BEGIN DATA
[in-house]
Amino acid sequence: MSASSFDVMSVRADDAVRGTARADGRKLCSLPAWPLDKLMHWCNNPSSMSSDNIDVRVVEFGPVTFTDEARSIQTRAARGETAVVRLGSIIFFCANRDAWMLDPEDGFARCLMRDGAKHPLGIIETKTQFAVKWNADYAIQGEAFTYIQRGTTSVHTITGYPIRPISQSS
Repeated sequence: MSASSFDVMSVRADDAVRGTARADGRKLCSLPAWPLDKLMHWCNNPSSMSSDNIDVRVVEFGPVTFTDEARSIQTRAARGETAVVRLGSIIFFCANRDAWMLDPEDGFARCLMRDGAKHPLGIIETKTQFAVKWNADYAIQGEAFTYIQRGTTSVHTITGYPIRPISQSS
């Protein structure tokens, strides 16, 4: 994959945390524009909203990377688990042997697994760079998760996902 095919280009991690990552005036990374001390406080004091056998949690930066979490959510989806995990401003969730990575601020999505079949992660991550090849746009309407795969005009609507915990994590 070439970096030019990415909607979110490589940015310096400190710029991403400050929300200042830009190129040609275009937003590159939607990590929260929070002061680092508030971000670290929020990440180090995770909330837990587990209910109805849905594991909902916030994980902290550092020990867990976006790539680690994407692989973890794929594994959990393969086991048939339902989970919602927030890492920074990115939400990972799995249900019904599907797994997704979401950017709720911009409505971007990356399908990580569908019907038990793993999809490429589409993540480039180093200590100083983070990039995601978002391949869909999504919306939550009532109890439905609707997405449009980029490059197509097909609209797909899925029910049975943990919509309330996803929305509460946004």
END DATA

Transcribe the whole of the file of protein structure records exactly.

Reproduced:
[in-house]
Amino acid sequence: MSASSFDVMSVRADDAVRGTARADGRKLCSLPAWPLDKLMHWCNNPSSMSSDNIDVRVVEFGPVTFTDEARSIQTRAARGETAVVRLGSIIFFCANRDAWMLDPEDGFARCLMRDGAKHPLGIIETKTQFAVKWNADYAIQGEAFTYIQRGTTSVHTITGYPIRPISQSS
Repeated sequence: MSASSFDVMSVRADDAVRGTARADGRKLCSLPAWPLDKLMHWCNNPSSMSSDNIDVRVVEFGPVTFTDEARSIQTRAARGETAVVRLGSIIFFCANRDAWMLDPEDGFARCLMRDGAKHPLGIIETKTQFAVKWNADYAIQGEAFTYIQRGTTSVHTITGYPIRPISQSS
């Protein structure tokens, strides 16, 4: 994959945390524009909203990377688990042997697994760079998760996902 095919280009991690990552005036990374001390406080004091056998949690930066979490959510989806995990401003969730990575601020999505079949992660991550090849746009309407795969005009609507915990994590 070439970096030019990415909607979110490589940015310096400190710029991403400050929300200042830009190129040609275009937003590159939607990590929260929070002061680092508030971000670290929020990440180090995770909330837990587990209910109805849905594991909902916030994980902290550092020990867990976006790539680690994407692989973890794929594994959990393969086991048939339902989970919602927030890492920074990115939400990972799995249900019904599907797994997704979401950017709720911009409505971007990356399908990580569908019907038990793993999809490429589409993540480039180093200590100083983070990039995601978002391949869909999504919306939550009532109890439905609707997405449009980029490059197509097909609209797909899925029910049975943990919509309330996803929305509460946004």